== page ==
Australian men born in 2015 are expected to survive until 81 and outlive the majority of other males in the world, according to the World Health Organisation (WHO).
The new WHO report for babies born last year, released on Thursday, shows that an Australian male's life expectancy is among the highest in the world at 80.9, coming in third to top-ranked Swiss men (81.3) and males from Iceland (81.2)
Australian women will on average survive longer (84.8 years) than their male peers, the report shows. However, Australian females rank lower down on the WHO’s most recent global life expectancy scale, in seventh place.
Japanese women live longest on average (86.8 years), followed by women from Singapore (86.1) and Spain (85.5).
Australian women will on average survive longer than their male peers (84.8 years).
The average life expectancy for both male and female Australians is 82.8 years, placing us among the top four countries of the 194 WHO-member states in terms of ageing and longevity.
“Our report card is looking good,” says Ann Hunt, head of the Population Health and Primary Care Unit at the Australian Institute of Health and Welfare (AIHW).
“We are definitely doing well compared to the rest of the world in terms of our health.”
Hunt says that our ranking continues to uphold Australia as a lucky country, for most.
“But not all the gains we have made in life expectancy are consistent across our entire population. Our Indigenous population’s life expectancy is about 10 years less than ours.”
The report, World Health Statistics 2016, is the latest annual compilation of health statistics for the member states of the World Health Organisation and monitors progress towards the sustainable development goals.
It shows that dramatic gains in life expectancy have been made globally between 2000 and 2015, with the worldwide life expectancy increasing an average five years per person.
Children born in 2015 are expected to live, on average, until 71.4 years (73.8 for females and 69.1 for males).
However, their health and longevity will mostly depend on where they are born, with life expectancy higher in wealthier developed countries and lower in developing nations.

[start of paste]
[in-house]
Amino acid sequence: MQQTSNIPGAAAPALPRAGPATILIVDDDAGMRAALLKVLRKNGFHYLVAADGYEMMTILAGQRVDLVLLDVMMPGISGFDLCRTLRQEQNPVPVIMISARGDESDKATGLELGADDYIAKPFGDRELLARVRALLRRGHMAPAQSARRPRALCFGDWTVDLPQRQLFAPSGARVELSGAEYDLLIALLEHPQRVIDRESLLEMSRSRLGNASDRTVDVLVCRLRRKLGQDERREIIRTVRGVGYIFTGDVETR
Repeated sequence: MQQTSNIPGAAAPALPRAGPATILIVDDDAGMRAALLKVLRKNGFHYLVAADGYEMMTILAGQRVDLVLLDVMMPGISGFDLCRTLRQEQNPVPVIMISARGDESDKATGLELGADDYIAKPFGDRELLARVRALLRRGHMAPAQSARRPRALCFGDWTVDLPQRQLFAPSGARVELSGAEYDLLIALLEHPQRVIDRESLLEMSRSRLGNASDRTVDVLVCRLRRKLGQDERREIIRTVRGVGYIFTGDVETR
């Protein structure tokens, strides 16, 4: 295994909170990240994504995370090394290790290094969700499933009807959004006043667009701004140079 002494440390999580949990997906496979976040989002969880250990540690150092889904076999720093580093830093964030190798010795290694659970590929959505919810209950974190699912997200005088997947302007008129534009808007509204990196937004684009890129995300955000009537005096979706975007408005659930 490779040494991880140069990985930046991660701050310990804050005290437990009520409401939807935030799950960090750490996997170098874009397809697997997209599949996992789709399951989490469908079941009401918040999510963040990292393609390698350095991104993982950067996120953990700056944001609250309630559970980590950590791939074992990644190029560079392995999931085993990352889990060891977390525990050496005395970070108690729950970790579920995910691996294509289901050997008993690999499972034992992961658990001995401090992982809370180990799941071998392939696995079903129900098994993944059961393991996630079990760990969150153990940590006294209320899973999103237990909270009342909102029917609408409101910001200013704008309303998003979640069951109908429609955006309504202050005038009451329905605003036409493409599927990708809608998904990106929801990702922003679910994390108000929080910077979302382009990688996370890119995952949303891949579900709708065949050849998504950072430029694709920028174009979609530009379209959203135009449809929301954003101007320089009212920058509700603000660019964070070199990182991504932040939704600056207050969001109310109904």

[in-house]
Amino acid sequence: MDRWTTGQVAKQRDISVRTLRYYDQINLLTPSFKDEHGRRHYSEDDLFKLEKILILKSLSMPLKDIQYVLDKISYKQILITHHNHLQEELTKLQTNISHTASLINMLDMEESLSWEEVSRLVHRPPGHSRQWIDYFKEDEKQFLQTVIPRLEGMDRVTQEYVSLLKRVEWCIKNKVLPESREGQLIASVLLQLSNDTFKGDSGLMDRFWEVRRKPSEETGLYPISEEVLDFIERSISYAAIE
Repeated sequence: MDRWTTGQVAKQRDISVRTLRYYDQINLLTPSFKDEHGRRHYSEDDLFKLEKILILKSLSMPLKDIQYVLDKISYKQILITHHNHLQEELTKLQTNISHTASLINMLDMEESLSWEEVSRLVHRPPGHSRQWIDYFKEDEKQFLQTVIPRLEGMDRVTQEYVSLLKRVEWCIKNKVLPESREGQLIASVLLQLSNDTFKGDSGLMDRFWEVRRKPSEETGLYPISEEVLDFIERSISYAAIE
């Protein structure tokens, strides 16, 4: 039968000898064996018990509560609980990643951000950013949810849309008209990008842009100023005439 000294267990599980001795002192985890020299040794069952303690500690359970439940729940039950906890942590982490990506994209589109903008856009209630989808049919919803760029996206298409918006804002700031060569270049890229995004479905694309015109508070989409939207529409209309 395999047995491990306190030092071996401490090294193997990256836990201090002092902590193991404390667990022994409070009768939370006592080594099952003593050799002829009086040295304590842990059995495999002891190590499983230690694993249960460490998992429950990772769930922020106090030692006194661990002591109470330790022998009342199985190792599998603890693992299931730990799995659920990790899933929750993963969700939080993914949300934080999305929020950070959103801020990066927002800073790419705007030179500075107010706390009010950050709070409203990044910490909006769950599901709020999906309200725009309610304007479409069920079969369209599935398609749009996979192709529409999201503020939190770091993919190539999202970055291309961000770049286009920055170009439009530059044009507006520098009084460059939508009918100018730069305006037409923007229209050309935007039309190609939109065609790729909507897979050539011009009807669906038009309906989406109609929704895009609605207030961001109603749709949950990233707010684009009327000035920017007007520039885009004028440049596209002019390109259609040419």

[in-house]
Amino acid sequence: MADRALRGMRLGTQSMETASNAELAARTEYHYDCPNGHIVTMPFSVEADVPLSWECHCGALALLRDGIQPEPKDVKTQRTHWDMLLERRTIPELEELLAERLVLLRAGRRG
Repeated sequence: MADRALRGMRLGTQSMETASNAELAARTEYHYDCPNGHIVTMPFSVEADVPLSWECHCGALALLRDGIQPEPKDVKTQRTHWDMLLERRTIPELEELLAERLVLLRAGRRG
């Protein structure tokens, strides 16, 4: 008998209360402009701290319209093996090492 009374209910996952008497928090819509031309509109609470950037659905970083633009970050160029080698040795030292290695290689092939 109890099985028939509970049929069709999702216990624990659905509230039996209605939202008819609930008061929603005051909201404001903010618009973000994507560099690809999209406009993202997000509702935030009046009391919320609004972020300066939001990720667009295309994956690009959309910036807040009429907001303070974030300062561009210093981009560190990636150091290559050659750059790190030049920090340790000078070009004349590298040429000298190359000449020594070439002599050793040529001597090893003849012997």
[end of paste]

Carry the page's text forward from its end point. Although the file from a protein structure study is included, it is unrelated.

Newborns in 29 countries – all of them high-income – will have an average life expectancy of 80 years or more. This is compared to newborns from 22 countries – all in sub-Saharan Africa – who are not expected to survive to 60.
“The world has made great strides in reducing the needless suffering and premature deaths that arise from preventable and treatable diseases,” says Dr Margaret Chan, director-general of WHO.
“But the gains have been uneven. Supporting countries to move towards universal health coverage based on strong primary care is the best thing we can do to make sure no one is left behind.”
“The biggest threat to our health is still coronary heart disease, which accounts for about 10 per cent of all premature deaths."
AIHW's Ann Hunt adds that Australia also has a long way to go towards ensuring quality of life for all its residents and improvements in the way we tackle chronic health conditions like cardiovascular disease (CVD) and cancer.
“The biggest threat to our health is still coronary heart disease, which accounts for about 10 per cent of all premature deaths: it’s the leading cause of premature death for people who die under the age of 75.”
According to AIHW figures, over one in five Australian adults has CVD. In 2009, the risk of being diagnosed with cancer before their age 85 was one in two for males and one in three for females.
“The next biggest cause of premature death in Australia is lung cancer at nine per cent, followed by suicide at five per cent. Suicide is also the leading cause of death among young people in Australia.”